The different edge curvature brings the peripheral rays more closely
to the same point of focus as the center rays.
Bitumen - hydro-carbon which hardens by the action
of light. It was used by Joseph Nicephore Niepce to produce the
worlds first photograph in the early 19th century.
Black silver - finely divided metallic silver formed
from silver halides by exposure and development.
Bleach - chemical bath capable of rehalogenizing
black metallic silver.
Bleaching - stage in most toning, reducing and color
Bleach-out - method of producing line drawings from
photographic images. The photographic is processed in the normal
way, its outlines sketched, and the black metallic silver image
is then bleached away to leave a drawn outline.
Bleed - term used to describe a picture with no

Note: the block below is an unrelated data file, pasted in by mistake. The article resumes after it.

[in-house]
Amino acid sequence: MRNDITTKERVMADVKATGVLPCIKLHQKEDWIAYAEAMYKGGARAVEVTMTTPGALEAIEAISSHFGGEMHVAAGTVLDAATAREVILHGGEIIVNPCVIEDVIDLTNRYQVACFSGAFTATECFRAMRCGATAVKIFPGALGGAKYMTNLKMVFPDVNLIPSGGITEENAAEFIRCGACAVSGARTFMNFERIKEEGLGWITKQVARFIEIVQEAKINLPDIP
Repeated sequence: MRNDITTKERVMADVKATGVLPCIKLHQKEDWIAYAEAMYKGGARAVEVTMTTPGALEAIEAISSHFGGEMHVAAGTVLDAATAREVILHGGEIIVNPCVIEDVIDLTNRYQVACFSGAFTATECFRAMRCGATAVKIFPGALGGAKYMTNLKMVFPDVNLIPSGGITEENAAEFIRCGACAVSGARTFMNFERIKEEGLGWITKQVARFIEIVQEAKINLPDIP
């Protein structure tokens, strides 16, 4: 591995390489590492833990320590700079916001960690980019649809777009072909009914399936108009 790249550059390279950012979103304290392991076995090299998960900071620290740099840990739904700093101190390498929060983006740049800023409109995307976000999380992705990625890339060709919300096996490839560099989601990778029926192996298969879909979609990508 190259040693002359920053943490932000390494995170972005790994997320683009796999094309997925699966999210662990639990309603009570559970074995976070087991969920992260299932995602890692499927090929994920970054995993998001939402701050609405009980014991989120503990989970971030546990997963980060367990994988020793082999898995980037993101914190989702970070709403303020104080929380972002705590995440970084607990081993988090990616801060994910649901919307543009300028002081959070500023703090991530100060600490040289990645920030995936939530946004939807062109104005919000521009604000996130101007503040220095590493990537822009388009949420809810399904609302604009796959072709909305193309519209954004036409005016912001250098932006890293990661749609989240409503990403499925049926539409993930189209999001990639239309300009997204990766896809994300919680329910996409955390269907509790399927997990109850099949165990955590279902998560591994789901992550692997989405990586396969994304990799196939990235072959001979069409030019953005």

borders, which has been printed to the edge of the paper.
Blocked up - a portion of an overexposed and/or
overdeveloped negative so dense with silver halides that texture
and detail in the subject are unclear.
Blocking out - method of painting selected areas
of a negative with an opaque liquid on the non-emulsion side.
Since light is unable to penetrate these areas they appear white
on the final print.
Blotter - sheet or sheets of absorbent material
made expressly for photographic prints. Wet prints dry flat and
quickly when placed between blotters.
Blowup - enlargement; a print that is made larger
than the negative or slide.
Blue print - alternative term for cyanotype.
Blue sensitive - sensitive to blue light only. All
silver halides used in traditional black and white emulsions are